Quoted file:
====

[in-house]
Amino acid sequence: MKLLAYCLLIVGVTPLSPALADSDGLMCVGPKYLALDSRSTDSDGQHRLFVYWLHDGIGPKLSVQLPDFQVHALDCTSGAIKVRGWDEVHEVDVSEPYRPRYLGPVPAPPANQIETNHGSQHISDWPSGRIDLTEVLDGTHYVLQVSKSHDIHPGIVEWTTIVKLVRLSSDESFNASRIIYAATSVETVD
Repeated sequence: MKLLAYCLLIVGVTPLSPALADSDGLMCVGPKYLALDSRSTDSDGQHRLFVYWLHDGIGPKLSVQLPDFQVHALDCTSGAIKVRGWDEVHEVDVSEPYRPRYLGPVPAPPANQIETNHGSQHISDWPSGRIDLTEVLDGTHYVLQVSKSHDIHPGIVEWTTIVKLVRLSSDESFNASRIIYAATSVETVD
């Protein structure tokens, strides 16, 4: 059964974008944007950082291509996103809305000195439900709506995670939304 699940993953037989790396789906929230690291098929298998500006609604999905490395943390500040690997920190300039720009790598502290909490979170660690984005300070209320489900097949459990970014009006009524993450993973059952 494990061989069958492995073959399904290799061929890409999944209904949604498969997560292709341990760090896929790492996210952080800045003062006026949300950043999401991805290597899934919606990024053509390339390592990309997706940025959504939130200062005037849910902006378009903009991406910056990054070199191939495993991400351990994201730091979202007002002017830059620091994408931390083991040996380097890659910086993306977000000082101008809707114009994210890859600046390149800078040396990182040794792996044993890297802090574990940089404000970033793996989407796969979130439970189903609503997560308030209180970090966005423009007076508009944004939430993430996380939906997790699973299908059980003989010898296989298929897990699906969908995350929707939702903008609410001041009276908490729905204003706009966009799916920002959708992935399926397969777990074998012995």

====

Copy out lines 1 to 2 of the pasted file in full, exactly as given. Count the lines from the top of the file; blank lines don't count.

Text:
[in-house]
Amino acid sequence: MKLLAYCLLIVGVTPLSPALADSDGLMCVGPKYLALDSRSTDSDGQHRLFVYWLHDGIGPKLSVQLPDFQVHALDCTSGAIKVRGWDEVHEVDVSEPYRPRYLGPVPAPPANQIETNHGSQHISDWPSGRIDLTEVLDGTHYVLQVSKSHDIHPGIVEWTTIVKLVRLSSDESFNASRIIYAATSVETVD